Crude analysis (all cases and controls born before 1960)

 HTLV-1
PositiveNegativeTotal
Strongyloides stercoralisPositive82 (2.0%)190 (4.7%)272
Negative575 (14.2%)3,209 (79.1%)3,784
Total6573,3994,056

HTLV-1 = human T-cell lymphotropic virus type 1.

Odds ratio = 2.41 (95% confidence interval = 1.83, 3.17; P < 0.001) by χ2 analysis.

Table 4

Gender-stratified analyses

 HTLV-1
PositiveNegativeTotal
Men*
Strongyloides stercoralisPositive48 (2.0%)151 (6.1%)199
Negative311 (12.6%)1,949 (79.3%)2,260
Total3592,1002,459
Women
S. stercoralisPositive34 (2.1%)39 (2.4%)73
Negative264 (16.5%)1,260 (78.9%)1,524
Total2981,2991,597

HTLV-1 = human T-cell lymphotropic virus type 1.

Odds ratio (OR) = 1.99 (95% confidence interval (CI) = 1.41, 2.82; P < 0.001) by χ2 analysis.

OR = 4.16 (95% CI = 2.58, 6.72; P < 0.001) by χ2 analysis.

Association between S. stercoralis infection and each type of cancer.

Within the 4,056 patients born before 1960, we identified 1,352 patients with diagnostically confirmed cancer. The cancer patients consisted of 953 men and 399 women, with a mean age of 67.0 ± 10.2 (SD) years. The cancer-free control group consisted of 1,446 men and 1,150 women with a mean age of 61.8 ± 12.9 (SD) years.

Table 5 presents the prevalence and association of S. stercoralis infection among cancer patients and controls. The prevalence of S. stercoralis infection in controls and in cancer patients were significantly different from one another at 5.7% and 8.7% (P < 0.001), respectively. Using a logistic regression model adjusted for age and sex, we calculated the OR stratified for each cancer. Although our data suggest that S. stercoralis patients are more likely to develop cancer (P < 0.001), S. stercoralis infection was not found to be significantly associated with any specific type of cancer.

Table 5

Association between Strongyloides stercoralis infection and each cancer type (patients born before 1960, N = 4,056)

 Stratified analysisMultivariate analysis
S. stercoralis infection rateP valueOR95% CIP value
Control5.7% (147/2,596)    
Total cancer8.7% (117/1,352)< 0.001*1.280.98–1.660.06
Esophagus6.4% (7/109)0.480.650.29–1.450.29§
Stomach9.9% (24/242)0.451.220.76–1.970.42§
Biliary tract14.5% (10/69)0.051.900.93–3.870.08§
Liver6.4% (9/140)0.430.720.35–1.470.37§
Colon and rectum7.7% (15/194)0.680.940.53–1.660.82§
Lung9.6% (40/418)0.461.090.73–1.640.68§
Pancreas5.4% (2/37)0.770.830.19–3.550.80§
Lymphoma without ATLL2.7% (1/37)0.370.280.28–2.080.21§

ATLL = adult T-cell leukemia/lymphoma; CI = confidence interval; OR = odds ratio.

A χ2 analysis was used to compare S. stercoralis infection between patients with cancer (total cancer) and control patients (control).

A χ2 analysis was used to compare S. stercoralis infection between patients with each type of cancer and patients with other types of cancer.

A logistic regression analysis, adjusted for age and sex, was used to compare S. stercoralis infection between patients with cancer (total cancer) and control patients (control).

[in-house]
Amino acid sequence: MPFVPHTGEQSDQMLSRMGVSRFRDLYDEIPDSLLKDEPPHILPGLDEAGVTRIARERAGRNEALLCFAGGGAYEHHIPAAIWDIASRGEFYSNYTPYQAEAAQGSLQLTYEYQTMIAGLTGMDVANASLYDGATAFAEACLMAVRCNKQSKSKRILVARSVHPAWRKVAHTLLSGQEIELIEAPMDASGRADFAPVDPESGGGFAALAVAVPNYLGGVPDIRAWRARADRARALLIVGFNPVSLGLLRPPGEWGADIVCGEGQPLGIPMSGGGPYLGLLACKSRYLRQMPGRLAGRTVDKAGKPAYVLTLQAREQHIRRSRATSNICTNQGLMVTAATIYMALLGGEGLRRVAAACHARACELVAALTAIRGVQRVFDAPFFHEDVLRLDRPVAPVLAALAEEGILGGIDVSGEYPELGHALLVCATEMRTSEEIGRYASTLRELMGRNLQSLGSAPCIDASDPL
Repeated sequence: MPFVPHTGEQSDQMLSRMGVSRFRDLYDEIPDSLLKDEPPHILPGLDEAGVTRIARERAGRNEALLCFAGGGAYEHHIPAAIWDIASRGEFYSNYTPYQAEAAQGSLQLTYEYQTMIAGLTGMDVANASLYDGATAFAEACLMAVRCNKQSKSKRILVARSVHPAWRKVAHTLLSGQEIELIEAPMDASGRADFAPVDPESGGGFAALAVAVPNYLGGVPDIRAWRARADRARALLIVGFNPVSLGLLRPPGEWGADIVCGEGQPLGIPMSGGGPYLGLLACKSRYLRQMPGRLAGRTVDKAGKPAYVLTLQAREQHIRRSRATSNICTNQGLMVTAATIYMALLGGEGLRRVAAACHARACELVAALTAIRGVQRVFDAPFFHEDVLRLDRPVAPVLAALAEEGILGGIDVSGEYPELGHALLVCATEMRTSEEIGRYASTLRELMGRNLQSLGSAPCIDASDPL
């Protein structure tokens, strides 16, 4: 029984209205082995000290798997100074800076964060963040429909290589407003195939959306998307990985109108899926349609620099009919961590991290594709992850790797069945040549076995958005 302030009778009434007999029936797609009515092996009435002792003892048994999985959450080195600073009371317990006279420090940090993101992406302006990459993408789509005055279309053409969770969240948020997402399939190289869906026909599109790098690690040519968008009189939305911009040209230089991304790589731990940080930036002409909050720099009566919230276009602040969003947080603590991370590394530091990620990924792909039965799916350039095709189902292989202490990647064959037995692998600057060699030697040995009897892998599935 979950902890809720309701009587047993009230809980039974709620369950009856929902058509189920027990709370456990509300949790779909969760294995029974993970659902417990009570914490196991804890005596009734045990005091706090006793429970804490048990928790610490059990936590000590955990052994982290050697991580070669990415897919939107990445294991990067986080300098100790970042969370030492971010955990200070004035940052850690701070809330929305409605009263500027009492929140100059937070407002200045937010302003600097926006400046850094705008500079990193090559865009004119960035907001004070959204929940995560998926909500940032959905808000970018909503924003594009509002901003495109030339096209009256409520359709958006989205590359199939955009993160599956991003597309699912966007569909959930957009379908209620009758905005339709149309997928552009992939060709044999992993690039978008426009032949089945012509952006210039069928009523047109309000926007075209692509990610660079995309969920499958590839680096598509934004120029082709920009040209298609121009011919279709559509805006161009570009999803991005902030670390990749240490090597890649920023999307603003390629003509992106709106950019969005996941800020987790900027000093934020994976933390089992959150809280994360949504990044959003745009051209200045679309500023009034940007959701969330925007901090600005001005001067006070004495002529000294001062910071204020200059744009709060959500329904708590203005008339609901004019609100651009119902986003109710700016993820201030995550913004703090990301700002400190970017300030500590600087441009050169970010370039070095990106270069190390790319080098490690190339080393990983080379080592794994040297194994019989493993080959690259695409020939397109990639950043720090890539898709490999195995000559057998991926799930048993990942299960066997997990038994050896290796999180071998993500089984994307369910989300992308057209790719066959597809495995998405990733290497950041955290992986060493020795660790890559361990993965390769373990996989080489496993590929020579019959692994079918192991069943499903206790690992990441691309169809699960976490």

A logistic regression analysis, adjusted for age and sex, was used to compare S. stercoralis infection between patients with each type of cancer and patients with other types of cancer.

Association between HTLV-1 infection and cancer.

Within the 5,168 patients born before 1990, we identified 1,437 patients with diagnostically confirmed cancer. In this population, the cancer patients consisted of 1,005 men and 432 women with a mean age of 65.4 ± 11.9 (SD) years. The control group consisted of 2,056 men and 1,556 women with a mean age of 51.4 ± 17.9 (SD) years.

Table 6 presents the prevalence and association between HTLV-1 infection among controls and cancer patients. The prevalence of HTLV-1 infection in controls and in cancer patients were significantly different from one another at 12.9% and 15.2% (P = 0.03), respectively. In addition, the prevalence of HTLV-1 infection in patients with liver cancer (P = 0.01) or with lymphomas other than ATLL were significantly higher than that in patients with other types of cancer (P = 0.03). Using a logistic regression model adjust for age and sex, we calculated the OR stratified for each cancer. HTLV-1 infection was not shown to significantly increase the odds of developing most types of cancer, except for liver cancer and lymphomas other than ATLL. Patients with an HTLV-1 infection in our cohort were approximately twice as likely to develop liver cancer (OR: 1.91, 95% confidence interval [CI]: 1.24, 2.95) and approximately three times more likely to develop lymphoma other than ATLL (OR: 2.76, 95% CI: 1.36, 5.62) compared with patients without HTLV-1.

Table 6

Association between HTLV-1 infection and each cancer type (patients born before 1990, N = 5,168)

 Stratified analysisMultivariate analysis
HTLV-1 infection rateP valueOR95% CIP value
Control12.9% (467/3,612)
Total cancer15.2% (219/1,437)0.03*0.900.75–1.090.28
Esophagus8.8% (10/114)0.060.560.29–1.110.10§
Stomach12.2% (32/262)0.150.750.50–1.120.16§
Biliary tract16.9% (12/71)0.730.960.53–1.840.90§
Liver22.3% (32/143)0.011.911.24–2.950.003§
Colon and rectum15.0% (30/200)1.000.910.60–1.400.68§
Lung13.5% (60/444)0.230.810.58–1.120.19§